It seems plausible one could apply a temporary anesthetic to the corpus callosum, and temporarily split a person into two brains. Today that might require drastic steps like brain surgery. In the future it's not hard to imagine a specialized drug or highly targetted drug delivery or nanobots to temporarily numb and disable the zone, without too much shutdown of adjacent tissue.Ever since learning about split-brain patients, I've been fascinated by the possibility, and wondered what it would be like to experience life that way. Brad's idea seems non-absurd. We could study the phenomenon in a much more controlled way, using Brad's suggested technique. Students would volunteer in labs to have their brains split. I sit here and wonder what it would be like for me to undergo that procedure, but I guess I should wonder what it'd be like for *us*. It boggles a mind. Maybe both.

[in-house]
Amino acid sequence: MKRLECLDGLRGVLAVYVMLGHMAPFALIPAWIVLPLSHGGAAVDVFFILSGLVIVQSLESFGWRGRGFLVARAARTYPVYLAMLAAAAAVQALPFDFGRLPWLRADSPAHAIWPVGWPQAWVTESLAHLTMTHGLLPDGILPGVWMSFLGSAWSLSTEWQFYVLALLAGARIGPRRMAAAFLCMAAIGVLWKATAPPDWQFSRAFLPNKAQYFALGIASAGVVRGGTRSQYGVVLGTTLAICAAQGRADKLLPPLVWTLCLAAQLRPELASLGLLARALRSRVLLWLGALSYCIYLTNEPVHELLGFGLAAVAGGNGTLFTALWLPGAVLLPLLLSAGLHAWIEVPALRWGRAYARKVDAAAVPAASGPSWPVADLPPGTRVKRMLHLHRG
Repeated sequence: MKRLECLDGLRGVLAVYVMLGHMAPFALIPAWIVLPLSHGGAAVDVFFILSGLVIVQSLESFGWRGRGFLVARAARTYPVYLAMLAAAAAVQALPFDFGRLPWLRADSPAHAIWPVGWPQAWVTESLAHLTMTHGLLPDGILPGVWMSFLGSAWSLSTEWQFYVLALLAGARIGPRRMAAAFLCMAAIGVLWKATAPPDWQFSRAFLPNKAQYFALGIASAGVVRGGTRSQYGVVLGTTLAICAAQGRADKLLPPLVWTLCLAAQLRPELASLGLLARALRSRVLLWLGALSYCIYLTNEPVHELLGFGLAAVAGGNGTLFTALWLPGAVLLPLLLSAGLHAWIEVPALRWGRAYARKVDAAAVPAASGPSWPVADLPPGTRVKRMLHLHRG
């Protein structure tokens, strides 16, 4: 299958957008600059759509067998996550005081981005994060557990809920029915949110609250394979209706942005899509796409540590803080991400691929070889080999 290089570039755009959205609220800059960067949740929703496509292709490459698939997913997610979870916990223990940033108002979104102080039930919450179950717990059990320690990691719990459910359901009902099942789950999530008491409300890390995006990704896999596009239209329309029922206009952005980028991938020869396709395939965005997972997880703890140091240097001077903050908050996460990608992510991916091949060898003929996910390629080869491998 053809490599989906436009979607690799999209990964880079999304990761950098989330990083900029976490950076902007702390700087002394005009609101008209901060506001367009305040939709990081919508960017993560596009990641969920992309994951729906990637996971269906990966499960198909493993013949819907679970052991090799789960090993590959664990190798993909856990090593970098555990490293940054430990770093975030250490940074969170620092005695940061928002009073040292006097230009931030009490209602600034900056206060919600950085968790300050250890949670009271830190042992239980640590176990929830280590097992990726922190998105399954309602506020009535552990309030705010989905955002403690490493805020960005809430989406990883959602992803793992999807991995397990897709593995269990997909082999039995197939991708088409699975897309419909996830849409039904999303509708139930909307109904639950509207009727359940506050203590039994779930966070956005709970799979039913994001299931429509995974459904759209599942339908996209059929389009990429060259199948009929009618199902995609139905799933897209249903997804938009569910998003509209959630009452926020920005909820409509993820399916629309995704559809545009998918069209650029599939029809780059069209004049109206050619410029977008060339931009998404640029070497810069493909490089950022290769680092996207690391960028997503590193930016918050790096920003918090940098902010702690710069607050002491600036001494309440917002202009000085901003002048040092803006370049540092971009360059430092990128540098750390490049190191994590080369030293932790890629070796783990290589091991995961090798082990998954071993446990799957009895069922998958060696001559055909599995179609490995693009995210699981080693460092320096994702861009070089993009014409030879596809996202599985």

Saturday, November 20, 2004
Brad Templeton runs a fun blog, absolutely FULL of cool ideas. In his really fascinating and exciting latest, Brad considers the surprising independence of the two hemispheres of the human brain. The left brain and the right brain are connected by a series of neural channels called the corpus callosum. In rare cases, usually having to do with severe epilepsy, the corpus callosum is intentionally severed, resulting in a fascinating dual-brain individual. the left and right brains are literally unable to communicate, and *know different things*. It's really fascinating and shocking and surprising, and challenges a lot of our assumptions about personal identity. Anyway, that's all background, and is known by anyone who's ever taken a course in human neurospychology. Now Brad's insight: